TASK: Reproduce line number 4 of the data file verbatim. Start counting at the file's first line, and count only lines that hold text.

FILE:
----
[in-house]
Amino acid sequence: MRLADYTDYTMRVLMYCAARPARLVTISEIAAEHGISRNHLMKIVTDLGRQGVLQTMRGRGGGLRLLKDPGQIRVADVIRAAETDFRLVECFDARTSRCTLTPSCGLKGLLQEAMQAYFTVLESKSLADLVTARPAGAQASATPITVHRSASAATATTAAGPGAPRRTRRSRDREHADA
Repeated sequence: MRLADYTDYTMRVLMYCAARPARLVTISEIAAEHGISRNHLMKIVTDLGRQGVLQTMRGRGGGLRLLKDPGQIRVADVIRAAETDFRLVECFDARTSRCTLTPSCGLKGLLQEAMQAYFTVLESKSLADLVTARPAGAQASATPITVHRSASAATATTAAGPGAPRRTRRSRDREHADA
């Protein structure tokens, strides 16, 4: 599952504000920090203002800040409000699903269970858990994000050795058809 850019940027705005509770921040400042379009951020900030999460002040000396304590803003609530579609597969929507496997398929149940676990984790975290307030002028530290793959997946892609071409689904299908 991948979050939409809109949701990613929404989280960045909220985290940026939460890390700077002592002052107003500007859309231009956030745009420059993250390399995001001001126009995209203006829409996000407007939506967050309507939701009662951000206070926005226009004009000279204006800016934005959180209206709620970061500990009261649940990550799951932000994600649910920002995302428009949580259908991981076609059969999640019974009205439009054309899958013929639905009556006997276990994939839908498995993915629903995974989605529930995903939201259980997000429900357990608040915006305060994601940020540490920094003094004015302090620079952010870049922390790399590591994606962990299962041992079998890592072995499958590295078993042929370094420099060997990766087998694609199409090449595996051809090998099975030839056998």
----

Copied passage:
């Protein structure tokens, strides 16, 4: 599952504000920090203002800040409000699903269970858990994000050795058809 850019940027705005509770921040400042379009951020900030999460002040000396304590803003609530579609597969929507496997398929149940676990984790975290307030002028530290793959997946892609071409689904299908 991948979050939409809109949701990613929404989280960045909220985290940026939460890390700077002592002052107003500007859309231009956030745009420059993250390399995001001001126009995209203006829409996000407007939506967050309507939701009662951000206070926005226009004009000279204006800016934005959180209206709620970061500990009261649940990550799951932000994600649910920002995302428009949580259908991981076609059969999640019974009205439009054309899958013929639905009556006997276990994939839908498995993915629903995974989605529930995903939201259980997000429900357990608040915006305060994601940020540490920094003094004015302090620079952010870049922390790399590591994606962990299962041992079998890592072995499958590295078993042929370094420099060997990766087998694609199409090449595996051809090998099975030839056998």